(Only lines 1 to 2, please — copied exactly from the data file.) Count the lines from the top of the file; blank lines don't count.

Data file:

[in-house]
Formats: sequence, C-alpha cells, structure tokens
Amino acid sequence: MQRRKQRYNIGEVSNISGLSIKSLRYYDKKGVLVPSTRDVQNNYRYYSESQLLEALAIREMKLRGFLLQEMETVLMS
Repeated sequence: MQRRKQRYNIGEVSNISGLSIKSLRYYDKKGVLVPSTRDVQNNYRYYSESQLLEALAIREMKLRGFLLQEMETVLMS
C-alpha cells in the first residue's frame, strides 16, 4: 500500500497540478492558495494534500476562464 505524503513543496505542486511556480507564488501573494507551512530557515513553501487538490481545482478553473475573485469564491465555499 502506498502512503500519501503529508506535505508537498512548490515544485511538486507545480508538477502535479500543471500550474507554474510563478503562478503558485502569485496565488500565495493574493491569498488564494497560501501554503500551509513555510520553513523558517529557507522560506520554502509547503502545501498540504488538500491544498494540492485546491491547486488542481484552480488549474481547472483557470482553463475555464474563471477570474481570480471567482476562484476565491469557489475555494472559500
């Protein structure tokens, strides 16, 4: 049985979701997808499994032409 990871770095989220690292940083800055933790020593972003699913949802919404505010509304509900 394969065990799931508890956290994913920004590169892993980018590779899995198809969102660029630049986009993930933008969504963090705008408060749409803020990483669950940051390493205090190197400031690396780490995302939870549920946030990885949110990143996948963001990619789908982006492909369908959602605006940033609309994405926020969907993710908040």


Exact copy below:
[in-house]
Formats: sequence, C-alpha cells, structure tokens